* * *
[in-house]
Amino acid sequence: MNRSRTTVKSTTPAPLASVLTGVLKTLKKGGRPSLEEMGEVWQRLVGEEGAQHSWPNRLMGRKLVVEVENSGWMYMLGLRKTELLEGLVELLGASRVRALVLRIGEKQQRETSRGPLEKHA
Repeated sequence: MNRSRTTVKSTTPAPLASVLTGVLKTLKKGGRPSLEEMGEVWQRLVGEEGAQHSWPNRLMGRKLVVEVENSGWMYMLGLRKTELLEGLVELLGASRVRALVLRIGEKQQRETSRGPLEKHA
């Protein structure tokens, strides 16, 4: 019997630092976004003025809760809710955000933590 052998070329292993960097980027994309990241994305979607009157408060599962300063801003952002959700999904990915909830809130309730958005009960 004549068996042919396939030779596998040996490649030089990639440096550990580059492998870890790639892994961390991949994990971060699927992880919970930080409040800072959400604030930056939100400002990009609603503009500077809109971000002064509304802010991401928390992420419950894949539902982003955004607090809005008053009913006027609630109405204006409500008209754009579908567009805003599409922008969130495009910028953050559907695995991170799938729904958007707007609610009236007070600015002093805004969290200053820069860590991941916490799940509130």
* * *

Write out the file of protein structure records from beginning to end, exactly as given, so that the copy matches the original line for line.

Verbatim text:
[in-house]
Amino acid sequence: MNRSRTTVKSTTPAPLASVLTGVLKTLKKGGRPSLEEMGEVWQRLVGEEGAQHSWPNRLMGRKLVVEVENSGWMYMLGLRKTELLEGLVELLGASRVRALVLRIGEKQQRETSRGPLEKHA
Repeated sequence: MNRSRTTVKSTTPAPLASVLTGVLKTLKKGGRPSLEEMGEVWQRLVGEEGAQHSWPNRLMGRKLVVEVENSGWMYMLGLRKTELLEGLVELLGASRVRALVLRIGEKQQRETSRGPLEKHA
């Protein structure tokens, strides 16, 4: 019997630092976004003025809760809710955000933590 052998070329292993960097980027994309990241994305979607009157408060599962300063801003952002959700999904990915909830809130309730958005009960 004549068996042919396939030779596998040996490649030089990639440096550990580059492998870890790639892994961390991949994990971060699927992880919970930080409040800072959400604030930056939100400002990009609603503009500077809109971000002064509304802010991401928390992420419950894949539902982003955004607090809005008053009913006027609630109405204006409500008209754009579908567009805003599409922008969130495009910028953050559907695995991170799938729904958007707007609610009236007070600015002093805004969290200053820069860590991941916490799940509130």